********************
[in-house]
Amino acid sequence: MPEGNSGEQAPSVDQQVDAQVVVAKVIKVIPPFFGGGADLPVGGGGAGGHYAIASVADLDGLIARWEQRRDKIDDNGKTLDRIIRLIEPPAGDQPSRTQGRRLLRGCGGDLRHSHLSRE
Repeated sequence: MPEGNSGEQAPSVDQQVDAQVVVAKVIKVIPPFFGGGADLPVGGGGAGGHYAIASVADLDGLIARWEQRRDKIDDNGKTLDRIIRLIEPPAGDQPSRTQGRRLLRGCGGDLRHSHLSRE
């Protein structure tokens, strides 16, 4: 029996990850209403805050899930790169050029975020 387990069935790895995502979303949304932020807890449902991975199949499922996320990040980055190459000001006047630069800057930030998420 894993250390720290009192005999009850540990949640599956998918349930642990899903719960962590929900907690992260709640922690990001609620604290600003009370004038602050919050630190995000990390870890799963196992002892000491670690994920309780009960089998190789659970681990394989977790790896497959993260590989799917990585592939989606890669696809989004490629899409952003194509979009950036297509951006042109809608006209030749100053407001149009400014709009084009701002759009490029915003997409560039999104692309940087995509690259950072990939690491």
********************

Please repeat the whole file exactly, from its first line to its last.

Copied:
[in-house]
Amino acid sequence: MPEGNSGEQAPSVDQQVDAQVVVAKVIKVIPPFFGGGADLPVGGGGAGGHYAIASVADLDGLIARWEQRRDKIDDNGKTLDRIIRLIEPPAGDQPSRTQGRRLLRGCGGDLRHSHLSRE
Repeated sequence: MPEGNSGEQAPSVDQQVDAQVVVAKVIKVIPPFFGGGADLPVGGGGAGGHYAIASVADLDGLIARWEQRRDKIDDNGKTLDRIIRLIEPPAGDQPSRTQGRRLLRGCGGDLRHSHLSRE
């Protein structure tokens, strides 16, 4: 029996990850209403805050899930790169050029975020 387990069935790895995502979303949304932020807890449902991975199949499922996320990040980055190459000001006047630069800057930030998420 894993250390720290009192005999009850540990949640599956998918349930642990899903719960962590929900907690992260709640922690990001609620604290600003009370004038602050919050630190995000990390870890799963196992002892000491670690994920309780009960089998190789659970681990394989977790790896497959993260590989799917990585592939989606890669696809989004490629899409952003194509979009950036297509951006042109809608006209030749100053407001149009400014709009084009701002759009490029915003997409560039999104692309940087995509690259950072990939690491």